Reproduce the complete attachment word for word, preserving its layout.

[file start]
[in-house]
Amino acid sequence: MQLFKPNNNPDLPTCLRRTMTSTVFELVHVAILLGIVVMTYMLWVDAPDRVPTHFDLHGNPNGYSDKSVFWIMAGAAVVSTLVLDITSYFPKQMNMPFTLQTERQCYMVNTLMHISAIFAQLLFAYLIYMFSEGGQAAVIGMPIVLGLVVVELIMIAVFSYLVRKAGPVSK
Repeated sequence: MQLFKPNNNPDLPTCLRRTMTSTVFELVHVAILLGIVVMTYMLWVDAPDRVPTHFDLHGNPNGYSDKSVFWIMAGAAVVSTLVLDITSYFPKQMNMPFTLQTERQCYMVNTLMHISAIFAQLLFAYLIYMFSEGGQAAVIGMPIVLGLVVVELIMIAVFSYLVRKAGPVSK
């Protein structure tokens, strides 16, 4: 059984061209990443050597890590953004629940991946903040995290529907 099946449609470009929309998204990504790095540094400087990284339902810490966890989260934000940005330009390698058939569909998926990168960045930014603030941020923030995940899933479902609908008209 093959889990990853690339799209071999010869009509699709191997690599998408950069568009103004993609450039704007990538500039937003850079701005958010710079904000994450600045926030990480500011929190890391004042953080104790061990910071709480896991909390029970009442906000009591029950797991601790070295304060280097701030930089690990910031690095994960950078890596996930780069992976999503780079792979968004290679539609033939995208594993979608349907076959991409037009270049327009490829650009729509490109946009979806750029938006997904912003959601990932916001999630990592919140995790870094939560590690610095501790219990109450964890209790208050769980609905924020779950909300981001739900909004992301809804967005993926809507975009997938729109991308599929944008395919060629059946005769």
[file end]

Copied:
[in-house]
Amino acid sequence: MQLFKPNNNPDLPTCLRRTMTSTVFELVHVAILLGIVVMTYMLWVDAPDRVPTHFDLHGNPNGYSDKSVFWIMAGAAVVSTLVLDITSYFPKQMNMPFTLQTERQCYMVNTLMHISAIFAQLLFAYLIYMFSEGGQAAVIGMPIVLGLVVVELIMIAVFSYLVRKAGPVSK
Repeated sequence: MQLFKPNNNPDLPTCLRRTMTSTVFELVHVAILLGIVVMTYMLWVDAPDRVPTHFDLHGNPNGYSDKSVFWIMAGAAVVSTLVLDITSYFPKQMNMPFTLQTERQCYMVNTLMHISAIFAQLLFAYLIYMFSEGGQAAVIGMPIVLGLVVVELIMIAVFSYLVRKAGPVSK
């Protein structure tokens, strides 16, 4: 059984061209990443050597890590953004629940991946903040995290529907 099946449609470009929309998204990504790095540094400087990284339902810490966890989260934000940005330009390698058939569909998926990168960045930014603030941020923030995940899933479902609908008209 093959889990990853690339799209071999010869009509699709191997690599998408950069568009103004993609450039704007990538500039937003850079701005958010710079904000994450600045926030990480500011929190890391004042953080104790061990910071709480896991909390029970009442906000009591029950797991601790070295304060280097701030930089690990910031690095994960950078890596996930780069992976999503780079792979968004290679539609033939995208594993979608349907076959991409037009270049327009490829650009729509490109946009979806750029938006997904912003959601990932916001999630990592919140995790870094939560590690610095501790219990109450964890209790208050769980609905924020779950909300981001739900909004992301809804967005993926809507975009997938729109991308599929944008395919060629059946005769």